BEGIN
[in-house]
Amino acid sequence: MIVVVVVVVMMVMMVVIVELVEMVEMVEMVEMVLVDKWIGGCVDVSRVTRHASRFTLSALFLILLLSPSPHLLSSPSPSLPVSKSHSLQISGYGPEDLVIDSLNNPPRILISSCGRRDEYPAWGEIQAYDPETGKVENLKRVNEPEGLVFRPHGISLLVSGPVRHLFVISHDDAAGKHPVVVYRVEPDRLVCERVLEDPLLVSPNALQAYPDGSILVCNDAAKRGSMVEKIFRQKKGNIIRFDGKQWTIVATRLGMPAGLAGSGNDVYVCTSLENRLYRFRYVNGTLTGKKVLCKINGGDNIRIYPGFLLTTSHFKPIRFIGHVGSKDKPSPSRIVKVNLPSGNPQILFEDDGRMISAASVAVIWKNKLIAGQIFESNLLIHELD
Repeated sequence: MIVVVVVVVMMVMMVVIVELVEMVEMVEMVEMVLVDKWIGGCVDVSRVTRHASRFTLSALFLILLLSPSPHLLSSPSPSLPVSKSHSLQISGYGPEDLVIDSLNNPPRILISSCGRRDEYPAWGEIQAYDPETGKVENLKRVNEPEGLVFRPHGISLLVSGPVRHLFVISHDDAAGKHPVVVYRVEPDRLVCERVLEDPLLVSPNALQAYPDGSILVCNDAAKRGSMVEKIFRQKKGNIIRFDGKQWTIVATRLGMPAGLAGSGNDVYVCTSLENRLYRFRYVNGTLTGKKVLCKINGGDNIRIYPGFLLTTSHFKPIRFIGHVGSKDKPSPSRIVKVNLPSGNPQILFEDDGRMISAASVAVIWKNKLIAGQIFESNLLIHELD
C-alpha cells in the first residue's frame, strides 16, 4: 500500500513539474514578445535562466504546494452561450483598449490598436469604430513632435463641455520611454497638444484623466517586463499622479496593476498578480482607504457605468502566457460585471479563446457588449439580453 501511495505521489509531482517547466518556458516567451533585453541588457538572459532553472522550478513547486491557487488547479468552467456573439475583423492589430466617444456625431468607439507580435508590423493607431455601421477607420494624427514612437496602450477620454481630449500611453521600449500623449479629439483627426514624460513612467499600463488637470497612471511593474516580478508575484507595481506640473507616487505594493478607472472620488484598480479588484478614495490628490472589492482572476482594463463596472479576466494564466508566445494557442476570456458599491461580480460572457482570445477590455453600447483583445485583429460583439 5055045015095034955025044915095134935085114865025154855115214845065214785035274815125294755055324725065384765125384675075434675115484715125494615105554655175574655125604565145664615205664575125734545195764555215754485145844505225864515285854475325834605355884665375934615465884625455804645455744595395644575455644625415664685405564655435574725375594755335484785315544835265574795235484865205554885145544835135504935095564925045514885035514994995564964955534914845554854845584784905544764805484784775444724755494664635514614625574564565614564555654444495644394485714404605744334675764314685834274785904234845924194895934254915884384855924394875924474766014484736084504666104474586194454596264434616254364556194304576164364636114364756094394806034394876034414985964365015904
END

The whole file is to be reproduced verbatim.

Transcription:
[in-house]
Amino acid sequence: MIVVVVVVVMMVMMVVIVELVEMVEMVEMVEMVLVDKWIGGCVDVSRVTRHASRFTLSALFLILLLSPSPHLLSSPSPSLPVSKSHSLQISGYGPEDLVIDSLNNPPRILISSCGRRDEYPAWGEIQAYDPETGKVENLKRVNEPEGLVFRPHGISLLVSGPVRHLFVISHDDAAGKHPVVVYRVEPDRLVCERVLEDPLLVSPNALQAYPDGSILVCNDAAKRGSMVEKIFRQKKGNIIRFDGKQWTIVATRLGMPAGLAGSGNDVYVCTSLENRLYRFRYVNGTLTGKKVLCKINGGDNIRIYPGFLLTTSHFKPIRFIGHVGSKDKPSPSRIVKVNLPSGNPQILFEDDGRMISAASVAVIWKNKLIAGQIFESNLLIHELD
Repeated sequence: MIVVVVVVVMMVMMVVIVELVEMVEMVEMVEMVLVDKWIGGCVDVSRVTRHASRFTLSALFLILLLSPSPHLLSSPSPSLPVSKSHSLQISGYGPEDLVIDSLNNPPRILISSCGRRDEYPAWGEIQAYDPETGKVENLKRVNEPEGLVFRPHGISLLVSGPVRHLFVISHDDAAGKHPVVVYRVEPDRLVCERVLEDPLLVSPNALQAYPDGSILVCNDAAKRGSMVEKIFRQKKGNIIRFDGKQWTIVATRLGMPAGLAGSGNDVYVCTSLENRLYRFRYVNGTLTGKKVLCKINGGDNIRIYPGFLLTTSHFKPIRFIGHVGSKDKPSPSRIVKVNLPSGNPQILFEDDGRMISAASVAVIWKNKLIAGQIFESNLLIHELD
C-alpha cells in the first residue's frame, strides 16, 4: 500500500513539474514578445535562466504546494452561450483598449490598436469604430513632435463641455520611454497638444484623466517586463499622479496593476498578480482607504457605468502566457460585471479563446457588449439580453 501511495505521489509531482517547466518556458516567451533585453541588457538572459532553472522550478513547486491557487488547479468552467456573439475583423492589430466617444456625431468607439507580435508590423493607431455601421477607420494624427514612437496602450477620454481630449500611453521600449500623449479629439483627426514624460513612467499600463488637470497612471511593474516580478508575484507595481506640473507616487505594493478607472472620488484598480479588484478614495490628490472589492482572476482594463463596472479576466494564466508566445494557442476570456458599491461580480460572457482570445477590455453600447483583445485583429460583439 5055045015095034955025044915095134935085114865025154855115214845065214785035274815125294755055324725065384765125384675075434675115484715125494615105554655175574655125604565145664615205664575125734545195764555215754485145844505225864515285854475325834605355884665375934615465884625455804645455744595395644575455644625415664685405564655435574725375594755335484785315544835265574795235484865205554885145544835135504935095564925045514885035514994995564964955534914845554854845584784905544764805484784775444724755494664635514614625574564565614564555654444495644394485714404605744334675764314685834274785904234845924194895934254915884384855924394875924474766014484736084504666104474586194454596264434616254364556194304576164364636114364756094394806034394876034414985964365015904